Florida law dean hopes school will rescind his firing; faculty resolution also supports him
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Anthony Varona, dean of the University of Miami School of Law, has been fired, leading tenured faculty members and Varona himself to call for a reversal of the decision.
Julio Frenk, president of the school, announced Tuesday that Varona’s deanship will end July 1, but he will remain as a professor, in which he can make a more “meaningful and lasting contribution” than in a job carrying administrative burdens.
Varona has a scholarship that focuses on media, gender and sexuality law. He was previously general counsel and legal director of the Human Rights Campaign, a group seeking equality for LGBTQ people, according to the Miami Hurricane.
Frenk’s announcement mentioned the current capital campaign, which culminates “in four short years,” and the “rapidly narrowing window of opportunity to mobilize significant resources on behalf of Miami Law.”
Tenured faculty members adopted a resolution, available here, saying they were “surprised and shocked” by the firing, and they are asking for reconsideration of the decision. In less than two years on the job, Varona led the law school through the COVID-19 pandemic, kept the school “on sound financial footing,” and built systems responsive to rankings and bar passage challenges, the resolution said.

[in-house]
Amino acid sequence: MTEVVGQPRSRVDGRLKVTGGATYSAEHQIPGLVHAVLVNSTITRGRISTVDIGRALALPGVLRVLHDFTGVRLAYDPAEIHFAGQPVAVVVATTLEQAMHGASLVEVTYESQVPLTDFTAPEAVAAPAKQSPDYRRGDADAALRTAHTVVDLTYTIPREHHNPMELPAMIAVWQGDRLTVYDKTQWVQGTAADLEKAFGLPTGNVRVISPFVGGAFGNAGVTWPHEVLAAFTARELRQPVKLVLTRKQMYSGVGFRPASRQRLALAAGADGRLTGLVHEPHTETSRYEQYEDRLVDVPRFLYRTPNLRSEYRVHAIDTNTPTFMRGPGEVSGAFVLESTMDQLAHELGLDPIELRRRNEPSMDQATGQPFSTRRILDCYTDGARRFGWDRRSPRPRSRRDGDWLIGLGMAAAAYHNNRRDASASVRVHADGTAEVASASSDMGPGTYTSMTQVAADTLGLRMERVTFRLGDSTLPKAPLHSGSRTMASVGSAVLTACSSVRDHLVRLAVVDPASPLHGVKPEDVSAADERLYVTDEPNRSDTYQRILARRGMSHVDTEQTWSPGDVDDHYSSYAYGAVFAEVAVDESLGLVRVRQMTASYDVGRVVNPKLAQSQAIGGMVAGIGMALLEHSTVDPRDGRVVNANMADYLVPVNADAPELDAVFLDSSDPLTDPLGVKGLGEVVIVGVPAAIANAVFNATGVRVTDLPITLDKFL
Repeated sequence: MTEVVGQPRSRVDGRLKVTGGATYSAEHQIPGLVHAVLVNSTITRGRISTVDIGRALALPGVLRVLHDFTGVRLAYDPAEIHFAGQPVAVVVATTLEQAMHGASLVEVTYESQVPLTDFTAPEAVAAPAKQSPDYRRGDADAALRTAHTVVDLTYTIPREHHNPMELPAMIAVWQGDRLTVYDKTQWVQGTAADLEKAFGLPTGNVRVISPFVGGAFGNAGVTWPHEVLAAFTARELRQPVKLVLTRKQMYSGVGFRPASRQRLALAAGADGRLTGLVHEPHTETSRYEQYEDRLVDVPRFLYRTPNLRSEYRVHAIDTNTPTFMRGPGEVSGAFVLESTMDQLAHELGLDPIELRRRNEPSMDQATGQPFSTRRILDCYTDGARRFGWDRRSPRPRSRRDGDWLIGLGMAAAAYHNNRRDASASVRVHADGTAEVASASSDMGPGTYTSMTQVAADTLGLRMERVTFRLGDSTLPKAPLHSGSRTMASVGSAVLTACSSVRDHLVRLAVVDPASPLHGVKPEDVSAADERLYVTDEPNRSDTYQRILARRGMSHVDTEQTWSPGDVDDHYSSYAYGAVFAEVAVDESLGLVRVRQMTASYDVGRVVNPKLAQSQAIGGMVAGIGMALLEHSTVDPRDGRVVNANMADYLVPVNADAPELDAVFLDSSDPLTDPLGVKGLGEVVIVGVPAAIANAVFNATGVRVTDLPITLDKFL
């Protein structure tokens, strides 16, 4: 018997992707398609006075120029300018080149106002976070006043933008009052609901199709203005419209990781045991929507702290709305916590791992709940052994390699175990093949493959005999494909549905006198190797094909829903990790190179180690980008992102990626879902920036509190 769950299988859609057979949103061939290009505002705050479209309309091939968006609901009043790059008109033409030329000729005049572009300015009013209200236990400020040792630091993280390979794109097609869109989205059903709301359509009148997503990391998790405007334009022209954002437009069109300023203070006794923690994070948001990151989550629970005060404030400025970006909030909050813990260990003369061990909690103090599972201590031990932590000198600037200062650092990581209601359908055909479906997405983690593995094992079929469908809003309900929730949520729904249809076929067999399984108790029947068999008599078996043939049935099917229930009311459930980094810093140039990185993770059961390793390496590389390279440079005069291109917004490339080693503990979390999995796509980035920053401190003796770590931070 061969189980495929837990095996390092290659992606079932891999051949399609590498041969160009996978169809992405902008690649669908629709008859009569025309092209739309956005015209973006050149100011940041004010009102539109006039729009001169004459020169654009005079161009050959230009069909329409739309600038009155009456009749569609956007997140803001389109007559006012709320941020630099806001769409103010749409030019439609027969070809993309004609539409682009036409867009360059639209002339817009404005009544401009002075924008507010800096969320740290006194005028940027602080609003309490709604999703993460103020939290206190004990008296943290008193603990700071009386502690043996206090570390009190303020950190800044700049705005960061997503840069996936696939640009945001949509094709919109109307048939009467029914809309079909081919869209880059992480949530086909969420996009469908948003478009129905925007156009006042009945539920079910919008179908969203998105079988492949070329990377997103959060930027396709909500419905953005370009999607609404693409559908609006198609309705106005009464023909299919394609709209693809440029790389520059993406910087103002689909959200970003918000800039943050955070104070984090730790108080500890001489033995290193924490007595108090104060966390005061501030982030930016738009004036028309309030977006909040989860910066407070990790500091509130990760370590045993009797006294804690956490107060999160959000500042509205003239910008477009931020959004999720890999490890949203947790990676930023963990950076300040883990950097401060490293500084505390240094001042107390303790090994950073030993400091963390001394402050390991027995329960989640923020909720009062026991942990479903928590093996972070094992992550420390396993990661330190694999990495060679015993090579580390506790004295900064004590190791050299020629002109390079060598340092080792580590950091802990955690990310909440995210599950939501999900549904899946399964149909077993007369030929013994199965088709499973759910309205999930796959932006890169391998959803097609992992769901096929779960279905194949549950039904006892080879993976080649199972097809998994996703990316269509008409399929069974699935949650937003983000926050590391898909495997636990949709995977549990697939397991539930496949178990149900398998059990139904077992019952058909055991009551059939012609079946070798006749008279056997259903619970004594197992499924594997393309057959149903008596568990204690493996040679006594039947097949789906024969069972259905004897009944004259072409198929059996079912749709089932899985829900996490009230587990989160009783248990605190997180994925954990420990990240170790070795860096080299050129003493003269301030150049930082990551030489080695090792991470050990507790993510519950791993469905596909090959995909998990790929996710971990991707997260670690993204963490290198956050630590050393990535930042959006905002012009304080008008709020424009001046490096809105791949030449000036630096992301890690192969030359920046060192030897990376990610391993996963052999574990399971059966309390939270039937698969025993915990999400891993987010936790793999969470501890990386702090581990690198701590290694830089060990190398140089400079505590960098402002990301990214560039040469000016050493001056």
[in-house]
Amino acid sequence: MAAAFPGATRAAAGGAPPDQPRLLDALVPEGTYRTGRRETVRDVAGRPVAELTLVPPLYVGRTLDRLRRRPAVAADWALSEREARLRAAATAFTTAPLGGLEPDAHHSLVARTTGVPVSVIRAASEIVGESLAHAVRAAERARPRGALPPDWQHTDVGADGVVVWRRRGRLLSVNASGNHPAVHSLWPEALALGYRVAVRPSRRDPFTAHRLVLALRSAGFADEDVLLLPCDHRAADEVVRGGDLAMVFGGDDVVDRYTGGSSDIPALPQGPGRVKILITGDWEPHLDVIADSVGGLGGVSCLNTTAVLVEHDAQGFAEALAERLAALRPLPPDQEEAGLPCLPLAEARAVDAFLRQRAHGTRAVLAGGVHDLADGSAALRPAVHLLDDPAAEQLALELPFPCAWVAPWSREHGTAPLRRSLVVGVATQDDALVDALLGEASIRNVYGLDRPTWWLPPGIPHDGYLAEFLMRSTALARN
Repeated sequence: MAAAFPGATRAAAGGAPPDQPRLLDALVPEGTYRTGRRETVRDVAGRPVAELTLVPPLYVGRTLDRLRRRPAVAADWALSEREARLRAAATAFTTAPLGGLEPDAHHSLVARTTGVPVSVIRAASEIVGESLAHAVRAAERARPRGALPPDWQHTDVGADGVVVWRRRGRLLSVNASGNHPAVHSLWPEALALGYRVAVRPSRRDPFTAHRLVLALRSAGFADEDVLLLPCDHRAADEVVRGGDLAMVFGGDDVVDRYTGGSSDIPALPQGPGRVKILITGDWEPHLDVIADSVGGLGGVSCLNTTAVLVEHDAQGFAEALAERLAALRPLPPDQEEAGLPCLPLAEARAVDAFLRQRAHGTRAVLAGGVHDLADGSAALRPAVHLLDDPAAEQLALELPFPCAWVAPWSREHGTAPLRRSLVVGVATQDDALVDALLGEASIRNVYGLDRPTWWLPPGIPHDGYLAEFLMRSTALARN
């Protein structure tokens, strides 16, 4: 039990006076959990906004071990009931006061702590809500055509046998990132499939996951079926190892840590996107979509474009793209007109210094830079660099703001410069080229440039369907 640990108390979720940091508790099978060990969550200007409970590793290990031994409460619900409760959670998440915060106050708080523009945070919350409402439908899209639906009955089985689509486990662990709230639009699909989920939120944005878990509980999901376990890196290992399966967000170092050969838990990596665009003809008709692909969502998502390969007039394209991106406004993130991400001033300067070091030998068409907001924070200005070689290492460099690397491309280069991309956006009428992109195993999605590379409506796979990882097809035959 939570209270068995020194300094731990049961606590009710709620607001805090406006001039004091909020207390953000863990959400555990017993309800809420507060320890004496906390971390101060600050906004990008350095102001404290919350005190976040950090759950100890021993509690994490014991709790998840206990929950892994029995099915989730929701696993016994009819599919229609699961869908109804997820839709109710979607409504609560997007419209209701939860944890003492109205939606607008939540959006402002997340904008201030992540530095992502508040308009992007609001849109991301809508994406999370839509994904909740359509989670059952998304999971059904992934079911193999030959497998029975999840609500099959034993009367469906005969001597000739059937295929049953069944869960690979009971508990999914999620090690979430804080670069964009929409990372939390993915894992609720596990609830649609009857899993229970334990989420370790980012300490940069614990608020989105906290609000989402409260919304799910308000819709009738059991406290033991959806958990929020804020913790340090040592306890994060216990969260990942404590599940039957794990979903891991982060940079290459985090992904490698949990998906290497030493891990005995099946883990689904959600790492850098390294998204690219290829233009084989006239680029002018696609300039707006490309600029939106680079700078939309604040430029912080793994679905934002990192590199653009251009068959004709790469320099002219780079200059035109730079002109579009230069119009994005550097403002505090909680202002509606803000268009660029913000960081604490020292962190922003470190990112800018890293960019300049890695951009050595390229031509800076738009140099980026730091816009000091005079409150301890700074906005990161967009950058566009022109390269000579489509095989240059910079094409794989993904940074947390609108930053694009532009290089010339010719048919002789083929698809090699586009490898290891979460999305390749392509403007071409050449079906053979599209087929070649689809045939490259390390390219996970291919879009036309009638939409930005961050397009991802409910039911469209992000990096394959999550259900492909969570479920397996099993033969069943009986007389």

Varona issued this statement: “I am moved by the large outpouring of support from many colleagues, students, alumni and friends in South Florida and across the nation. They have shared with me their shock, concern and even outrage. I remain stunned by my baseless termination, disturbed by how I have been mistreated, and concerned by how all of this will affect our great law school and university. I am hopeful that clarity and fairness will prevail as we move forward, and that the university’s decision will be rescinded. I continue to give my all to Miami Law and our community members—including our graduates preparing for the summer bar exam.”
Varona’s lawyer, Debra Katz, said in a statement the firing decision is “an egregious violation” of Varona’s legal rights and “an assault on longstanding and important principles of faculty governance and administrative due process.”